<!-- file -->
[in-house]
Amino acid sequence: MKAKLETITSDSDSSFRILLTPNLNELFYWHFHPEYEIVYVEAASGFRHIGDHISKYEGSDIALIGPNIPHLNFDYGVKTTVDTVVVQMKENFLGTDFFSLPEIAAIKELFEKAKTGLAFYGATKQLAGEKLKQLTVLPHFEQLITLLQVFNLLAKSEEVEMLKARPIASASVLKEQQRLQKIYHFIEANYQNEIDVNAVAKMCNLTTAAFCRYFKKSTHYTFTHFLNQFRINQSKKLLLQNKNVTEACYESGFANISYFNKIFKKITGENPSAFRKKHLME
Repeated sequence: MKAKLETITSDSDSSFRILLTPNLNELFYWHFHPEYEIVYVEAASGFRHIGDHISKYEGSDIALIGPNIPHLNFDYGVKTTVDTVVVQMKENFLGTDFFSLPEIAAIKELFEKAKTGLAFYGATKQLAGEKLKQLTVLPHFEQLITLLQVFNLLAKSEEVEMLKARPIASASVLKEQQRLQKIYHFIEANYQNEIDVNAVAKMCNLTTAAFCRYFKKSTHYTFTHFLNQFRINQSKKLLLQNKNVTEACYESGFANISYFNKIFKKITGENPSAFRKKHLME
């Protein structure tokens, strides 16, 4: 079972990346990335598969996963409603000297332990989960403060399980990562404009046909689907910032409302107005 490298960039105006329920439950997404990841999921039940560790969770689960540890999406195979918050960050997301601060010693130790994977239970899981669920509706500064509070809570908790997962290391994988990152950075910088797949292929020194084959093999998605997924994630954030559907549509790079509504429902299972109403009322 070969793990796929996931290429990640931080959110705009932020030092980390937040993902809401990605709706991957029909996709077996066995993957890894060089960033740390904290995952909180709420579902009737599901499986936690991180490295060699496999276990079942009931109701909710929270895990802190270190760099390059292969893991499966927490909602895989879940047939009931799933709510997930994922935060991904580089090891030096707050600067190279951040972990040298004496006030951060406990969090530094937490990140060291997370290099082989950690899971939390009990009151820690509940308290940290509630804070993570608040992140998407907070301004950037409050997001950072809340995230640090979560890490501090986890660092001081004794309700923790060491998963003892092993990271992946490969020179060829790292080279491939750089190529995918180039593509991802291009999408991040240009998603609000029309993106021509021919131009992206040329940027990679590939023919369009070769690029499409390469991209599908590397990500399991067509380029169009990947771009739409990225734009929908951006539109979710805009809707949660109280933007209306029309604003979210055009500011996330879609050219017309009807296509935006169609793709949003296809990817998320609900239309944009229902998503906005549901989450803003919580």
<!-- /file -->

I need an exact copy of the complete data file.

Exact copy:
[in-house]
Amino acid sequence: MKAKLETITSDSDSSFRILLTPNLNELFYWHFHPEYEIVYVEAASGFRHIGDHISKYEGSDIALIGPNIPHLNFDYGVKTTVDTVVVQMKENFLGTDFFSLPEIAAIKELFEKAKTGLAFYGATKQLAGEKLKQLTVLPHFEQLITLLQVFNLLAKSEEVEMLKARPIASASVLKEQQRLQKIYHFIEANYQNEIDVNAVAKMCNLTTAAFCRYFKKSTHYTFTHFLNQFRINQSKKLLLQNKNVTEACYESGFANISYFNKIFKKITGENPSAFRKKHLME
Repeated sequence: MKAKLETITSDSDSSFRILLTPNLNELFYWHFHPEYEIVYVEAASGFRHIGDHISKYEGSDIALIGPNIPHLNFDYGVKTTVDTVVVQMKENFLGTDFFSLPEIAAIKELFEKAKTGLAFYGATKQLAGEKLKQLTVLPHFEQLITLLQVFNLLAKSEEVEMLKARPIASASVLKEQQRLQKIYHFIEANYQNEIDVNAVAKMCNLTTAAFCRYFKKSTHYTFTHFLNQFRINQSKKLLLQNKNVTEACYESGFANISYFNKIFKKITGENPSAFRKKHLME
């Protein structure tokens, strides 16, 4: 079972990346990335598969996963409603000297332990989960403060399980990562404009046909689907910032409302107005 490298960039105006329920439950997404990841999921039940560790969770689960540890999406195979918050960050997301601060010693130790994977239970899981669920509706500064509070809570908790997962290391994988990152950075910088797949292929020194084959093999998605997924994630954030559907549509790079509504429902299972109403009322 070969793990796929996931290429990640931080959110705009932020030092980390937040993902809401990605709706991957029909996709077996066995993957890894060089960033740390904290995952909180709420579902009737599901499986936690991180490295060699496999276990079942009931109701909710929270895990802190270190760099390059292969893991499966927490909602895989879940047939009931799933709510997930994922935060991904580089090891030096707050600067190279951040972990040298004496006030951060406990969090530094937490990140060291997370290099082989950690899971939390009990009151820690509940308290940290509630804070993570608040992140998407907070301004950037409050997001950072809340995230640090979560890490501090986890660092001081004794309700923790060491998963003892092993990271992946490969020179060829790292080279491939750089190529995918180039593509991802291009999408991040240009998603609000029309993106021509021919131009992206040329940027990679590939023919369009070769690029499409390469991209599908590397990500399991067509380029169009990947771009739409990225734009929908951006539109979710805009809707949660109280933007209306029309604003979210055009500011996330879609050219017309009807296509935006169609793709949003296809990817998320609900239309944009229902998503906005549901989450803003919580």